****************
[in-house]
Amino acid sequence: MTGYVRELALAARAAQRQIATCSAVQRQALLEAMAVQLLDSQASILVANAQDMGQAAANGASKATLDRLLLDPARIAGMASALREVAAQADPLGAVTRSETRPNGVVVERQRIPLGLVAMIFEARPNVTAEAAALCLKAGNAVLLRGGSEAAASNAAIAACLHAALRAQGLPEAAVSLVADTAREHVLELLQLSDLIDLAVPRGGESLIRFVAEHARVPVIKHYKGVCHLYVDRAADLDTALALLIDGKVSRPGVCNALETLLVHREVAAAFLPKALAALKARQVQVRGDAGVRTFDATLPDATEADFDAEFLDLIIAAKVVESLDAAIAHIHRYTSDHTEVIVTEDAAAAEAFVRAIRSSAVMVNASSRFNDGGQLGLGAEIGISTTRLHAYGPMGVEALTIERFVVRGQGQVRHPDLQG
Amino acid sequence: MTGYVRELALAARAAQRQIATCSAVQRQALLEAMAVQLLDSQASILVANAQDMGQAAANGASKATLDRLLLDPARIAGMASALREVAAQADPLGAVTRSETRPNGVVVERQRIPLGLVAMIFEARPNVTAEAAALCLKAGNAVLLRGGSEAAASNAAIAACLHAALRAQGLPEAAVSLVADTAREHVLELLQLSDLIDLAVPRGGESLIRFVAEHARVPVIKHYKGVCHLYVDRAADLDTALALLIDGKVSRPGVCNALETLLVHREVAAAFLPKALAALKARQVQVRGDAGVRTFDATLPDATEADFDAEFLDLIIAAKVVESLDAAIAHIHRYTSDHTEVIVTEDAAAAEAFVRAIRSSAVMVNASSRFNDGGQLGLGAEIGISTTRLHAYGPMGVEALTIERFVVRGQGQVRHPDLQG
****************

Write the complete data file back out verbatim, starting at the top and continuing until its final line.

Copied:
[in-house]
Amino acid sequence: MTGYVRELALAARAAQRQIATCSAVQRQALLEAMAVQLLDSQASILVANAQDMGQAAANGASKATLDRLLLDPARIAGMASALREVAAQADPLGAVTRSETRPNGVVVERQRIPLGLVAMIFEARPNVTAEAAALCLKAGNAVLLRGGSEAAASNAAIAACLHAALRAQGLPEAAVSLVADTAREHVLELLQLSDLIDLAVPRGGESLIRFVAEHARVPVIKHYKGVCHLYVDRAADLDTALALLIDGKVSRPGVCNALETLLVHREVAAAFLPKALAALKARQVQVRGDAGVRTFDATLPDATEADFDAEFLDLIIAAKVVESLDAAIAHIHRYTSDHTEVIVTEDAAAAEAFVRAIRSSAVMVNASSRFNDGGQLGLGAEIGISTTRLHAYGPMGVEALTIERFVVRGQGQVRHPDLQG
Amino acid sequence: MTGYVRELALAARAAQRQIATCSAVQRQALLEAMAVQLLDSQASILVANAQDMGQAAANGASKATLDRLLLDPARIAGMASALREVAAQADPLGAVTRSETRPNGVVVERQRIPLGLVAMIFEARPNVTAEAAALCLKAGNAVLLRGGSEAAASNAAIAACLHAALRAQGLPEAAVSLVADTAREHVLELLQLSDLIDLAVPRGGESLIRFVAEHARVPVIKHYKGVCHLYVDRAADLDTALALLIDGKVSRPGVCNALETLLVHREVAAAFLPKALAALKARQVQVRGDAGVRTFDATLPDATEADFDAEFLDLIIAAKVVESLDAAIAHIHRYTSDHTEVIVTEDAAAAEAFVRAIRSSAVMVNASSRFNDGGQLGLGAEIGISTTRLHAYGPMGVEALTIERFVVRGQGQVRHPDLQG